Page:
Wayne Cook
January 2, 2007
Photos By: Mark Houlahan

One of our good friends has a '68 Mustang coupe that he's been driving using the original-equipment four-wheel drum brakes. While the drums were standard equipment for their day, front-disc brakes were available as an option on the Mustang even in 1965. Most Mustangs were delivered with drum brakes, however. We don't envy our friend when he has to drive on a rainy day, because wet drums can be a real bear to wrestle with when one side grabs and the other side doesn't. And this '68's drums are without power assist as well.

Don't bother dismantling the brake mechanism. Grab the T-bolts with a 5/8-inch wrench, and remove the retaining nuts from the backside of the plate.

When the chance came along for our friend to have his car utilized in a power disc-brake upgrade story, he was more than interested. The package was to include not only a conversion from drum to front disc brakes, but a power assist upgrade as well. These two improvements will bring his car out of the braking Stone Age in terms of both stopping performance and the effort required to operate the car's braking system.

We begin by removing the original-equipment drums. These drums are larger than those found on '65-'68 straight-six-powered Mustangs.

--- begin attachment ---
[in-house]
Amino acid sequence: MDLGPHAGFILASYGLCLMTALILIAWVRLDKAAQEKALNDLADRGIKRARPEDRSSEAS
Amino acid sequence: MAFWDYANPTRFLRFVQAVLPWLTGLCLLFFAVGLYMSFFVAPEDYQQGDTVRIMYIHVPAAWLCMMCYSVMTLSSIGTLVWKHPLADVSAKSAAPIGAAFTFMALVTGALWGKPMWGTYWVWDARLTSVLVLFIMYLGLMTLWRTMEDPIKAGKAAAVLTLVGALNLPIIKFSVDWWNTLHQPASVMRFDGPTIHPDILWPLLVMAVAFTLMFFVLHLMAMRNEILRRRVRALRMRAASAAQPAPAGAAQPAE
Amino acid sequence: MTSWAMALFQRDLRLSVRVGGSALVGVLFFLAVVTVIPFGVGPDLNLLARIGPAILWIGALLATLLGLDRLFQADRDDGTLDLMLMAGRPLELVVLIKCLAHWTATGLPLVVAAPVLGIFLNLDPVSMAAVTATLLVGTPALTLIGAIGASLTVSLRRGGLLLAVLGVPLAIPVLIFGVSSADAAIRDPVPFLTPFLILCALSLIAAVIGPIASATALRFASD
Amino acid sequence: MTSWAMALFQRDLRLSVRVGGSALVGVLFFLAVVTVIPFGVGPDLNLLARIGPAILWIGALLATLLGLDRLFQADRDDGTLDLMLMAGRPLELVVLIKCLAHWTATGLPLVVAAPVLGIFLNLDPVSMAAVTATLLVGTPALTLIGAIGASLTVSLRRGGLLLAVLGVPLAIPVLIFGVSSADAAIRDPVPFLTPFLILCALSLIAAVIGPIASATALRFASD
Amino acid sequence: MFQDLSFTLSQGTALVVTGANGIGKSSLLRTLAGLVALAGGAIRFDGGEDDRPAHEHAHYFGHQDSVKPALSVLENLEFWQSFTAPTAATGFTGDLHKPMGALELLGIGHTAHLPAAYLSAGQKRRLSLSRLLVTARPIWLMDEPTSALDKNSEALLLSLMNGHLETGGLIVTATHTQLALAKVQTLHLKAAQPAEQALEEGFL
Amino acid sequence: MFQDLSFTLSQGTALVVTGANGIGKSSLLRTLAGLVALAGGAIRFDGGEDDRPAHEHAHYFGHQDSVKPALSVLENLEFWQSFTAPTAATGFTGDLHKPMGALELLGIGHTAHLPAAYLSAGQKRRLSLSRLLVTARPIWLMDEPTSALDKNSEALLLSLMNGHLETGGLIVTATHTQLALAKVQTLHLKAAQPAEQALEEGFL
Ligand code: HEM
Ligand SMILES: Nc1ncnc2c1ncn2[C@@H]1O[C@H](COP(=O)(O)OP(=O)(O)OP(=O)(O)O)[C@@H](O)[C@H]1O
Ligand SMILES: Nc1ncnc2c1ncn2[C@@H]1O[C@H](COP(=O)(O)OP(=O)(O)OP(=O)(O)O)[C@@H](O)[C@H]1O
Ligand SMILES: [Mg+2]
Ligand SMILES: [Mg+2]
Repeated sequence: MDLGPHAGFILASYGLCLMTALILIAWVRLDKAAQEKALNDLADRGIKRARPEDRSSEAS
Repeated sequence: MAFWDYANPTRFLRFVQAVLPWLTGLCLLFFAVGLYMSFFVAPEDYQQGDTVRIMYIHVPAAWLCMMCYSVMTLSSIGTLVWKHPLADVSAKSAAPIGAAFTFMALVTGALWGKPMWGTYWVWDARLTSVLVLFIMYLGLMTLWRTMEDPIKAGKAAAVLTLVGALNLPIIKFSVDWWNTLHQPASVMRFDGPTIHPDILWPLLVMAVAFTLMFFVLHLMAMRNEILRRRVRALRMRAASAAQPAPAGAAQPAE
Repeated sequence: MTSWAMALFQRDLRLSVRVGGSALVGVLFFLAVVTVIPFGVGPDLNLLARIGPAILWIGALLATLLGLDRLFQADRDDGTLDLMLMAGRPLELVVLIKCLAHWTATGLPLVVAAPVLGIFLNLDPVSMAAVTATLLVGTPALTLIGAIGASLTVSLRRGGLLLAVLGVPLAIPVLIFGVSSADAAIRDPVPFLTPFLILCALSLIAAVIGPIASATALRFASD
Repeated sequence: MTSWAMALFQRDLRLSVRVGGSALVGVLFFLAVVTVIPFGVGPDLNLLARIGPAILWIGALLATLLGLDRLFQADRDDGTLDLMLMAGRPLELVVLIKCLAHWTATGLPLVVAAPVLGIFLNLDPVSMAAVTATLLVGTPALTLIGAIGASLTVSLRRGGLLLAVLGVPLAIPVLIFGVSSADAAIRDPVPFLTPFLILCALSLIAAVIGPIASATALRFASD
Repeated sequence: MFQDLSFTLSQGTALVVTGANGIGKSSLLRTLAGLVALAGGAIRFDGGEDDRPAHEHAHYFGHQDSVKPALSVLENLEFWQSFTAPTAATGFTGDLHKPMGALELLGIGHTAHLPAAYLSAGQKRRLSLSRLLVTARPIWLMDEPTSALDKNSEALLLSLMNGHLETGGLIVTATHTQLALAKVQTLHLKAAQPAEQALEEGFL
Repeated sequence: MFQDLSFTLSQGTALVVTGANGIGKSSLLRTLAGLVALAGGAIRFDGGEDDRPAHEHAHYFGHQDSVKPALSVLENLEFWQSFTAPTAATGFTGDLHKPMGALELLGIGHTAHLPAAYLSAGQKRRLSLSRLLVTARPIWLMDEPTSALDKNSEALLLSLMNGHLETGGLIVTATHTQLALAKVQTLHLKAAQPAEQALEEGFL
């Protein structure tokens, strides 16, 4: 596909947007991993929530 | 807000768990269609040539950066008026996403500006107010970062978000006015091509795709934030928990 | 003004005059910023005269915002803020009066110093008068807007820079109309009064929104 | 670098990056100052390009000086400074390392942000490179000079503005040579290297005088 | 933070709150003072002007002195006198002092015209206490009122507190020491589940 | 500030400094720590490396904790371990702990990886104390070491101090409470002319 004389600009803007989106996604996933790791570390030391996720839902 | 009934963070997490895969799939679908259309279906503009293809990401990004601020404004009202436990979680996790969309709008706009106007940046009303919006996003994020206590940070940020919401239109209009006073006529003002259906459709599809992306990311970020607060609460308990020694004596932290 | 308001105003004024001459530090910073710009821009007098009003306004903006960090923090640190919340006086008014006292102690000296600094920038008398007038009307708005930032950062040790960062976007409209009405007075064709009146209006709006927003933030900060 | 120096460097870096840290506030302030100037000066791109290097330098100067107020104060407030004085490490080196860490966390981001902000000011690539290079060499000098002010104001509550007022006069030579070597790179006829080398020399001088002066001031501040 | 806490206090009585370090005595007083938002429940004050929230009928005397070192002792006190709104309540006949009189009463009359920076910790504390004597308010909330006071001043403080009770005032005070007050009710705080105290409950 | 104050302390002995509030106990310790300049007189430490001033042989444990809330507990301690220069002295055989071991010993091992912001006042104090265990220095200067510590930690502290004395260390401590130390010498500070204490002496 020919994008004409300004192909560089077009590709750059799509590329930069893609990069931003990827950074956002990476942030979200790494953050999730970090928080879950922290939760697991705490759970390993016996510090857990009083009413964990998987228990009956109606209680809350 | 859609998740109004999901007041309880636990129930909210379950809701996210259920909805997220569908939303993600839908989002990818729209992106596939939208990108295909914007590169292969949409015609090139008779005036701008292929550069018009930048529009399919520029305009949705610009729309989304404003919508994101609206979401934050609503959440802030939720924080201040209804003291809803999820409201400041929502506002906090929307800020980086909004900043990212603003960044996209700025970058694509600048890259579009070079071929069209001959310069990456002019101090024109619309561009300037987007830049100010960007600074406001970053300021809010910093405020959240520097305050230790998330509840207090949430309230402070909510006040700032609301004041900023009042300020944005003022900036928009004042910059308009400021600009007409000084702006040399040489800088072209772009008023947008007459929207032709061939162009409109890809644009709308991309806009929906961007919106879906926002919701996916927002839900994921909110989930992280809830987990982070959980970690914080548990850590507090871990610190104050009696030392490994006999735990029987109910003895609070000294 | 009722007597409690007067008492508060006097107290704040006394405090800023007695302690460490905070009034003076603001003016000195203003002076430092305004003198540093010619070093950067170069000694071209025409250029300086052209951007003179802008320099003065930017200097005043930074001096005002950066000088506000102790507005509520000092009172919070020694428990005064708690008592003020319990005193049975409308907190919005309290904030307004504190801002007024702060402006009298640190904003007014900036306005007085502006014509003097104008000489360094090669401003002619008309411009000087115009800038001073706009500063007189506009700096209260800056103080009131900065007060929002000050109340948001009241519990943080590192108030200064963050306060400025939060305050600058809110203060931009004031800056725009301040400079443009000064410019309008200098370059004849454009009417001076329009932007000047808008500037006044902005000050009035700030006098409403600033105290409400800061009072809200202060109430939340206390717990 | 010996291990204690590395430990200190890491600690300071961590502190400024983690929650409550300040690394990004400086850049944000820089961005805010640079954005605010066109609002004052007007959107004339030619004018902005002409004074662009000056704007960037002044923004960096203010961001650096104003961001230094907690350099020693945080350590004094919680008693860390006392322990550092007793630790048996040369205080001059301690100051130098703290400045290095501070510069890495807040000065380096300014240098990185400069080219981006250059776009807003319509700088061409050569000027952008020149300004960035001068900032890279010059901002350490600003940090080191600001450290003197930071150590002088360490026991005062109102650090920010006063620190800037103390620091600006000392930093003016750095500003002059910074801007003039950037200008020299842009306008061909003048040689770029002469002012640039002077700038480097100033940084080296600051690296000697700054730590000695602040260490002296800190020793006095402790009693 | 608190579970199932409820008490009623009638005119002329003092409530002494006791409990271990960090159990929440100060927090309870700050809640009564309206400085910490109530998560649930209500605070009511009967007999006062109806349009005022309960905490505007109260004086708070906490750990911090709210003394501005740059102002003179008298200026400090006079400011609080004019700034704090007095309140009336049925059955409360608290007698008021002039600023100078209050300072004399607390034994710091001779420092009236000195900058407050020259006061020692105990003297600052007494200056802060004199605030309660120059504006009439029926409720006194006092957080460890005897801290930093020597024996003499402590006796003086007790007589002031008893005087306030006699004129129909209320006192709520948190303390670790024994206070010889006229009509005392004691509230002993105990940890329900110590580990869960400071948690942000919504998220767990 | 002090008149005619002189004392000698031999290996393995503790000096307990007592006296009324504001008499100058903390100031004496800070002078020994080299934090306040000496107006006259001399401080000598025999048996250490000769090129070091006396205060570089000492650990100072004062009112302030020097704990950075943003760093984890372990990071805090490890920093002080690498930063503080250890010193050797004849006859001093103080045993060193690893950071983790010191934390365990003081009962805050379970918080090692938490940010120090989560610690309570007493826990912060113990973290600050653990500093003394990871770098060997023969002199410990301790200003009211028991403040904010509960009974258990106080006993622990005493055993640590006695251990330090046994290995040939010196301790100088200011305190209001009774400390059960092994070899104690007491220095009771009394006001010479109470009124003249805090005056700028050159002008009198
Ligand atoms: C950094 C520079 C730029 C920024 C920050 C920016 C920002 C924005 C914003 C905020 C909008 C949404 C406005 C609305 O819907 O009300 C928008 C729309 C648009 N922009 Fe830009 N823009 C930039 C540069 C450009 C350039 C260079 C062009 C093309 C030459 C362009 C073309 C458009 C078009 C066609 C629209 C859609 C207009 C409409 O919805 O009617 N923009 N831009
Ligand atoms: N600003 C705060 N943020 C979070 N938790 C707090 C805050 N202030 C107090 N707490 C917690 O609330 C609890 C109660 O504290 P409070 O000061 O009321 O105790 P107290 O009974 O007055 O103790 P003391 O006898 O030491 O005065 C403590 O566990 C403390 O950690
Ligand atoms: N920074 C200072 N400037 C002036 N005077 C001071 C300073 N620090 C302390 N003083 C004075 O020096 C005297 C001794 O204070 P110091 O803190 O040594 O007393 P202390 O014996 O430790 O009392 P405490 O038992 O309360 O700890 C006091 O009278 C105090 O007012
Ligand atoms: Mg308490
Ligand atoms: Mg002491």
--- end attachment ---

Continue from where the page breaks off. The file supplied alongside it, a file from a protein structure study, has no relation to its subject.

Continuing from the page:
The Master Power Brakes power front disc brake kit (PN DB1521PANS) includes 11 1/4-inch vented rotors, loaded calipers with pads, caliper brackets, and a 9-inch-diameter power-brake booster with a dual-reservoir master cylinder. Also included is a combination valve kit, hoses, bearings, seals, and dust caps, as well as a replacement brake pedal and hardware. The kit has a list price of $849-not a terrible sum for braking peace of mind with all-new components. Performing the conversion isn't too difficult; we were able to install it over one weekend.

Join us as we walk you through the installation procedure for both the front disc brakes as well as a new master cylinder and power-brake vacuum booster.

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